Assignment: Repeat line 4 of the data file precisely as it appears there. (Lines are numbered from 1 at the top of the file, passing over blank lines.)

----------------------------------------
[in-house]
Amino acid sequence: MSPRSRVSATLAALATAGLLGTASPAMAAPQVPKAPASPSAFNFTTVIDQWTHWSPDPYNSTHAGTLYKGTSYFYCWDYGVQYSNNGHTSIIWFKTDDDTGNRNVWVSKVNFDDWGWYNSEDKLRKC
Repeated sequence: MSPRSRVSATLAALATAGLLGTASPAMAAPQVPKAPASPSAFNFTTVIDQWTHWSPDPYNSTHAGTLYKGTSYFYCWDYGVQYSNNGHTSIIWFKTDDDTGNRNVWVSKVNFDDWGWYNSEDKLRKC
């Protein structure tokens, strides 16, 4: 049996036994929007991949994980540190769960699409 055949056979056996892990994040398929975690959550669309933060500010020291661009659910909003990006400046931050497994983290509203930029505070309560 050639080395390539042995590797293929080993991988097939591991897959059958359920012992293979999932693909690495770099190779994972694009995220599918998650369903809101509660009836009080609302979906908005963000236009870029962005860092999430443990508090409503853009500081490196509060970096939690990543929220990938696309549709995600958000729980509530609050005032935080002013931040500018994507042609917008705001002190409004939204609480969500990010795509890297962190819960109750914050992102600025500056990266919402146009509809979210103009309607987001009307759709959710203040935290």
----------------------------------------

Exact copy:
């Protein structure tokens, strides 16, 4: 049996036994929007991949994980540190769960699409 055949056979056996892990994040398929975690959550669309933060500010020291661009659910909003990006400046931050497994983290509203930029505070309560 050639080395390539042995590797293929080993991988097939591991897959059958359920012992293979999932693909690495770099190779994972694009995220599918998650369903809101509660009836009080609302979906908005963000236009870029962005860092999430443990508090409503853009500081490196509060970096939690990543929220990938696309549709995600958000729980509530609050005032935080002013931040500018994507042609917008705001002190409004939204609480969500990010795509890297962190819960109750914050992102600025500056990266919402146009509809979210103009309607987001009307759709959710203040935290």